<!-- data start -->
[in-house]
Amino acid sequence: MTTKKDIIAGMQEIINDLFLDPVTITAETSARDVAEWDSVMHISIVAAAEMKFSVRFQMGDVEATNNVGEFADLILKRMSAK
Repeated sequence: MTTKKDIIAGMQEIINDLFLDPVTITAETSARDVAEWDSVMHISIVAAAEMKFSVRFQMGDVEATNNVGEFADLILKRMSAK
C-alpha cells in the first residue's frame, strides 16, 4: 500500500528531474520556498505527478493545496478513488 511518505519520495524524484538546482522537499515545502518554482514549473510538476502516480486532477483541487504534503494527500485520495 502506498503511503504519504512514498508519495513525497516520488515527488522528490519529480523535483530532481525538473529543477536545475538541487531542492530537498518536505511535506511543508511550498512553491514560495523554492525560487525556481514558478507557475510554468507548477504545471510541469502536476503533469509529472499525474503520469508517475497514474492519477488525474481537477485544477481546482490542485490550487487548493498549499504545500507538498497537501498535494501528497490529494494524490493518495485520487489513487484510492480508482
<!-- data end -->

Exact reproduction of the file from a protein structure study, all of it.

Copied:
[in-house]
Amino acid sequence: MTTKKDIIAGMQEIINDLFLDPVTITAETSARDVAEWDSVMHISIVAAAEMKFSVRFQMGDVEATNNVGEFADLILKRMSAK
Repeated sequence: MTTKKDIIAGMQEIINDLFLDPVTITAETSARDVAEWDSVMHISIVAAAEMKFSVRFQMGDVEATNNVGEFADLILKRMSAK
C-alpha cells in the first residue's frame, strides 16, 4: 500500500528531474520556498505527478493545496478513488 511518505519520495524524484538546482522537499515545502518554482514549473510538476502516480486532477483541487504534503494527500485520495 502506498503511503504519504512514498508519495513525497516520488515527488522528490519529480523535483530532481525538473529543477536545475538541487531542492530537498518536505511535506511543508511550498512553491514560495523554492525560487525556481514558478507557475510554468507548477504545471510541469502536476503533469509529472499525474503520469508517475497514474492519477488525474481537477485544477481546482490542485490550487487548493498549499504545500507538498497537501498535494501528497490529494494524490493518495485520487489513487484510492480508482